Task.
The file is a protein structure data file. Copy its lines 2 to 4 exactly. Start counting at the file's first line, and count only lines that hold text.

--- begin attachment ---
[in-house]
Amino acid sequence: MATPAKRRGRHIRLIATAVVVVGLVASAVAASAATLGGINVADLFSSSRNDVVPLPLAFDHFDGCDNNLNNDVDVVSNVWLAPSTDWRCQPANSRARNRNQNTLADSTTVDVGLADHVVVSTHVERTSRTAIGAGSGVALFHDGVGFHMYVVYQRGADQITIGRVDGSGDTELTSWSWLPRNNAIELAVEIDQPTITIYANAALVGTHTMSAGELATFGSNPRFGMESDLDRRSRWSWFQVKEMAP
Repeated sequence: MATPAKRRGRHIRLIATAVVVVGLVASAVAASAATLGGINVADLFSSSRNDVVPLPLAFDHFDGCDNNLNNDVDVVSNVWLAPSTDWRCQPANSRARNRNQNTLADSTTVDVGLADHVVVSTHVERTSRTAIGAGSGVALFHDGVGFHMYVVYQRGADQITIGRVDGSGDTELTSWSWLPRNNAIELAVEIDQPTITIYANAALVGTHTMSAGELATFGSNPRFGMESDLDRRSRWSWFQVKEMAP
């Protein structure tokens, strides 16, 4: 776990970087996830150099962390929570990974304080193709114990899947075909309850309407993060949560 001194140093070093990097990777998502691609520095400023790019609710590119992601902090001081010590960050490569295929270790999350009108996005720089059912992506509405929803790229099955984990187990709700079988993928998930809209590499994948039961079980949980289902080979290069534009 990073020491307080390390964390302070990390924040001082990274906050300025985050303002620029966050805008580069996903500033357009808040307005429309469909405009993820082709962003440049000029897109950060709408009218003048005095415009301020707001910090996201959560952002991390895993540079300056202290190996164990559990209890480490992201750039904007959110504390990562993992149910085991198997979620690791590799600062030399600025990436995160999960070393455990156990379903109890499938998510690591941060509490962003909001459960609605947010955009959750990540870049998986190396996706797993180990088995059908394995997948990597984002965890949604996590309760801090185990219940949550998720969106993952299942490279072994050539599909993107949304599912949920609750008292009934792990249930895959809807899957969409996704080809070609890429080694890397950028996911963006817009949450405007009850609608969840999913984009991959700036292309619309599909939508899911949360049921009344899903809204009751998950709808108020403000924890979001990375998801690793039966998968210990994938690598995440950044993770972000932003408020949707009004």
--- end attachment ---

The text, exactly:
Amino acid sequence: MATPAKRRGRHIRLIATAVVVVGLVASAVAASAATLGGINVADLFSSSRNDVVPLPLAFDHFDGCDNNLNNDVDVVSNVWLAPSTDWRCQPANSRARNRNQNTLADSTTVDVGLADHVVVSTHVERTSRTAIGAGSGVALFHDGVGFHMYVVYQRGADQITIGRVDGSGDTELTSWSWLPRNNAIELAVEIDQPTITIYANAALVGTHTMSAGELATFGSNPRFGMESDLDRRSRWSWFQVKEMAP
Repeated sequence: MATPAKRRGRHIRLIATAVVVVGLVASAVAASAATLGGINVADLFSSSRNDVVPLPLAFDHFDGCDNNLNNDVDVVSNVWLAPSTDWRCQPANSRARNRNQNTLADSTTVDVGLADHVVVSTHVERTSRTAIGAGSGVALFHDGVGFHMYVVYQRGADQITIGRVDGSGDTELTSWSWLPRNNAIELAVEIDQPTITIYANAALVGTHTMSAGELATFGSNPRFGMESDLDRRSRWSWFQVKEMAP
């Protein structure tokens, strides 16, 4: 776990970087996830150099962390929570990974304080193709114990899947075909309850309407993060949560 001194140093070093990097990777998502691609520095400023790019609710590119992601902090001081010590960050490569295929270790999350009108996005720089059912992506509405929803790229099955984990187990709700079988993928998930809209590499994948039961079980949980289902080979290069534009 990073020491307080390390964390302070990390924040001082990274906050300025985050303002620029966050805008580069996903500033357009808040307005429309469909405009993820082709962003440049000029897109950060709408009218003048005095415009301020707001910090996201959560952002991390895993540079300056202290190996164990559990209890480490992201750039904007959110504390990562993992149910085991198997979620690791590799600062030399600025990436995160999960070393455990156990379903109890499938998510690591941060509490962003909001459960609605947010955009959750990540870049998986190396996706797993180990088995059908394995997948990597984002965890949604996590309760801090185990219940949550998720969106993952299942490279072994050539599909993107949304599912949920609750008292009934792990249930895959809807899957969409996704080809070609890429080694890397950028996911963006817009949450405007009850609608969840999913984009991959700036292309619309599909939508899911949360049921009344899903809204009751998950709808108020403000924890979001990375998801690793039966998968210990994938690598995440950044993770972000932003408020949707009004």